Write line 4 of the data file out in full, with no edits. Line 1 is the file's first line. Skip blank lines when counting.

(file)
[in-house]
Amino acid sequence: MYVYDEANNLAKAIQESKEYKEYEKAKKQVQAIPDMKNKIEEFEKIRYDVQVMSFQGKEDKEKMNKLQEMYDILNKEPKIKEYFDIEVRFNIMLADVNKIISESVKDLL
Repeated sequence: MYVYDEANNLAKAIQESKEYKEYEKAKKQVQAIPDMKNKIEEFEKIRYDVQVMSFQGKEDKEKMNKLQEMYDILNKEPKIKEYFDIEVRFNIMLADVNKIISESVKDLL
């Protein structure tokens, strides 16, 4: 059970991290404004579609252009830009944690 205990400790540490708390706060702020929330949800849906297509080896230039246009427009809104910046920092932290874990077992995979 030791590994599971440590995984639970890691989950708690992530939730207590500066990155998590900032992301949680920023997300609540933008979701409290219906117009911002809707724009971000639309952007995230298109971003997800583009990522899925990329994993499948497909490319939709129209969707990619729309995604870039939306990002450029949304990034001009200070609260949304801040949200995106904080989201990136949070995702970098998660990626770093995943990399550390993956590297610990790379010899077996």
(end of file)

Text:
């Protein structure tokens, strides 16, 4: 059970991290404004579609252009830009944690 205990400790540490708390706060702020929330949800849906297509080896230039246009427009809104910046920092932290874990077992995979 030791590994599971440590995984639970890691989950708690992530939730207590500066990155998590900032992301949680920023997300609540933008979701409290219906117009911002809707724009971000639309952007995230298109971003997800583009990522899925990329994993499948497909490319939709129209969707990619729309995604870039939306990002450029949304990034001009200070609260949304801040949200995106904080989201990136949070995702970098998660990626770093995943990399550390993956590297610990790379010899077996």